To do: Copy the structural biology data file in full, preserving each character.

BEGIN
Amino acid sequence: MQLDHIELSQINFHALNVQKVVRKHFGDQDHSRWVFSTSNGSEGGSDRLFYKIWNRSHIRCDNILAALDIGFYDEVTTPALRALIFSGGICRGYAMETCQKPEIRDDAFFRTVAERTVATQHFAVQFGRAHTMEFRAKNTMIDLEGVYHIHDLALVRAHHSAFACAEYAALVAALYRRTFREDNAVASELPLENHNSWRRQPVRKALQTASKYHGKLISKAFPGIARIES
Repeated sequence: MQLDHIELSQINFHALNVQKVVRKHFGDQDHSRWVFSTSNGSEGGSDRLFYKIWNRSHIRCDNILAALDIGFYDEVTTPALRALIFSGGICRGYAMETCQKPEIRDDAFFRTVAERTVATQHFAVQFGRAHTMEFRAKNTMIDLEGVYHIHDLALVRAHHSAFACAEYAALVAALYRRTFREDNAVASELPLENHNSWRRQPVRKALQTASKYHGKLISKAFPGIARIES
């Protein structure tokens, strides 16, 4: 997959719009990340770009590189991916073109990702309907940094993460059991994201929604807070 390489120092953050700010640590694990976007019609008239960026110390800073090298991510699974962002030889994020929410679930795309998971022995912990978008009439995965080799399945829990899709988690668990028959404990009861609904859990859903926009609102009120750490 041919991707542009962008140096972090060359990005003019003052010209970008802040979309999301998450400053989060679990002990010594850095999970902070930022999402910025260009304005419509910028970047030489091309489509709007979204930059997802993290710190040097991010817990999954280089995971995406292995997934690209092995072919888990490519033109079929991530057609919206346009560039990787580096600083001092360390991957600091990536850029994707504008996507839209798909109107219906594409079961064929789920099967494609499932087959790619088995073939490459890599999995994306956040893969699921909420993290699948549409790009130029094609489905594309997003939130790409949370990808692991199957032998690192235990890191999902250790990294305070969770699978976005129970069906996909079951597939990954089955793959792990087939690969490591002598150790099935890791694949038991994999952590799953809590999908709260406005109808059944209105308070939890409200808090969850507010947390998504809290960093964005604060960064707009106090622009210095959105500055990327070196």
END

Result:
Amino acid sequence: MQLDHIELSQINFHALNVQKVVRKHFGDQDHSRWVFSTSNGSEGGSDRLFYKIWNRSHIRCDNILAALDIGFYDEVTTPALRALIFSGGICRGYAMETCQKPEIRDDAFFRTVAERTVATQHFAVQFGRAHTMEFRAKNTMIDLEGVYHIHDLALVRAHHSAFACAEYAALVAALYRRTFREDNAVASELPLENHNSWRRQPVRKALQTASKYHGKLISKAFPGIARIES
Repeated sequence: MQLDHIELSQINFHALNVQKVVRKHFGDQDHSRWVFSTSNGSEGGSDRLFYKIWNRSHIRCDNILAALDIGFYDEVTTPALRALIFSGGICRGYAMETCQKPEIRDDAFFRTVAERTVATQHFAVQFGRAHTMEFRAKNTMIDLEGVYHIHDLALVRAHHSAFACAEYAALVAALYRRTFREDNAVASELPLENHNSWRRQPVRKALQTASKYHGKLISKAFPGIARIES
């Protein structure tokens, strides 16, 4: 997959719009990340770009590189991916073109990702309907940094993460059991994201929604807070 390489120092953050700010640590694990976007019609008239960026110390800073090298991510699974962002030889994020929410679930795309998971022995912990978008009439995965080799399945829990899709988690668990028959404990009861609904859990859903926009609102009120750490 041919991707542009962008140096972090060359990005003019003052010209970008802040979309999301998450400053989060679990002990010594850095999970902070930022999402910025260009304005419509910028970047030489091309489509709007979204930059997802993290710190040097991010817990999954280089995971995406292995997934690209092995072919888990490519033109079929991530057609919206346009560039990787580096600083001092360390991957600091990536850029994707504008996507839209798909109107219906594409079961064929789920099967494609499932087959790619088995073939490459890599999995994306956040893969699921909420993290699948549409790009130029094609489905594309997003939130790409949370990808692991199957032998690192235990890191999902250790990294305070969770699978976005129970069906996909079951597939990954089955793959792990087939690969490591002598150790099935890791694949038991994999952590799953809590999908709260406005109808059944209105308070939890409200808090969850507010947390998504809290960093964005604060960064707009106090622009210095959105500055990327070196």